Speaker 1: This is a very important question. Does this patient have only alcoholic hepatitis right now, without cirrhosis? The fact that he is looking so good now means that the alcoholic hepatitis has resolved and there is no cirrhosis underlying the whole thing. A patient with pure alcoholic hepatitis can present with all of these symptoms--jaundice, encephalopathy, and ascites--without necessarily having cirrhosis. In most cases, alcoholic hepatitis is found in patients who present with underlying cirrhosis. My experience has been that alcoholic hepatitis by itself is extremely rare, so you must look carefully for signs of cirrhosis that is in the compensated state. In examining a patient with decompensated alcoholic hepatitis, we have to assume that there is underlying cirrhosis, and then look carefully when it is in the compensated state to determine whether cirrhosis is truly present. Does the patient have a nodular contour to the liver, or splenomegaly, even after the acute event has resolved? That question remains unanswered.
To summarize this discussion about the reversible states of alcoholic hepatitis: It is important to impress upon trainees and house staff how these patients with alcoholic hepatitis can actually stop drinking and return to a normal state of hepatic function. Often, the house staff does not see the patients in an outpatient setting when they have stopped drinking, and they can look like any healthy individual sitting in this room.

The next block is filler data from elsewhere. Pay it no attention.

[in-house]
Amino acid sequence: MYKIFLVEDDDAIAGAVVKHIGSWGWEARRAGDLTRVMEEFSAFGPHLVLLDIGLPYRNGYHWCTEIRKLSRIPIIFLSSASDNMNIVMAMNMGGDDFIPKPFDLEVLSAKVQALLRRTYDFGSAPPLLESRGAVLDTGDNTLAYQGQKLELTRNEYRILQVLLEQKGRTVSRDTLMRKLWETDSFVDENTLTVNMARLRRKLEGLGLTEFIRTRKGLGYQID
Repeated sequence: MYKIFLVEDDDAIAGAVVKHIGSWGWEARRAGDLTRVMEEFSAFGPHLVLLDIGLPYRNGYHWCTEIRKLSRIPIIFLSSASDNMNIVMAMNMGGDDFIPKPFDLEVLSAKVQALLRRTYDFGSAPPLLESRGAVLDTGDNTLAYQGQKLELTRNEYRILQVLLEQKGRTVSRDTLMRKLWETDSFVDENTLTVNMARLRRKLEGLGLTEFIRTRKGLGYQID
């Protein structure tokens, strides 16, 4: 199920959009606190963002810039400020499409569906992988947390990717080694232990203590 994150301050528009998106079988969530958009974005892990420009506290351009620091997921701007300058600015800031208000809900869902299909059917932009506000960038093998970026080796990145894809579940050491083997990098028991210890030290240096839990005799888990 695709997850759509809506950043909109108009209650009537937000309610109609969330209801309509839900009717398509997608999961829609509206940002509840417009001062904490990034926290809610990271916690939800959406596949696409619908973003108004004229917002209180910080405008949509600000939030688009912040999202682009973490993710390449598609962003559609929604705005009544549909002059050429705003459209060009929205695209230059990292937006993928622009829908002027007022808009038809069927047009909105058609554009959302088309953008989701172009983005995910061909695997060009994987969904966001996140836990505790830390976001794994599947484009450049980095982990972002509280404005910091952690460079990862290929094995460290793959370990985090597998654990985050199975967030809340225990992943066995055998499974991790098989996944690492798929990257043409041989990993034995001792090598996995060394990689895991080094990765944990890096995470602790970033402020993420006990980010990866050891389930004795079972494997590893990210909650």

- Acute alcoholic hepatitis can present with severe clinical decompensation, including jaundice, ascites, variceal bleeding, and encephalopathy.
- Acute alcoholic hepatitis can be clinically reversed with cessation of alcohol intake, and can be returned to a compensated state with normal synthetic function.
- Patients with acute alcoholic hepatitis are likely to have underlying alcoholic cirrhosis, but not necessarily.
- If patients recover from the acute alcoholic hepatitis decompensation, they should be evaluated for evidence of underlying cirrhosis to stratify their need for ongoing surveillance programs and monitoring.
- Patients with alcoholic hepatitis or alcoholic cirrhosis should be advised to completely abstain from all alcohol permanently.
- Patients with chronic hepatitis C cirrhosis who have not had a history of alcohol dependency should be clearly advised to avoid heavy or daily drinking, but there is still debate among experts about whether light, occasional drinking is harmful.
- Ann Busch, Liver Transplant Clinical Nurse Specialist, Portland VAMC
- Sue Currie, Associate Director, HCRC, San Francisco VAMC
- Guadalupe Garcia-Tsao, Director, HCRC, Connecticut VAMC
- Douglas Heuman, Liver Transplant Program Director, Richmond VAMC
- Alexander Monto, Director, HCRC, San Francisco VAMC
- Roberta Ruimy, Manager, Liver/Kidney Transplant Programs, Portland VAMC
- Brenda Salvas, Health System Specialist, Manager, Liver and Kidney Transplant Program, VA Transplant Program, VA Central Office, Washington, DC
- Anna Sasaki, Staff Physician, Portland VAMC
- Kristine Stick, Nurse Practitioner for Hepatology, San Francisco VAMC
- Suchat Wongcharatrawee, Associate Director HCRC, Connecticut VAMC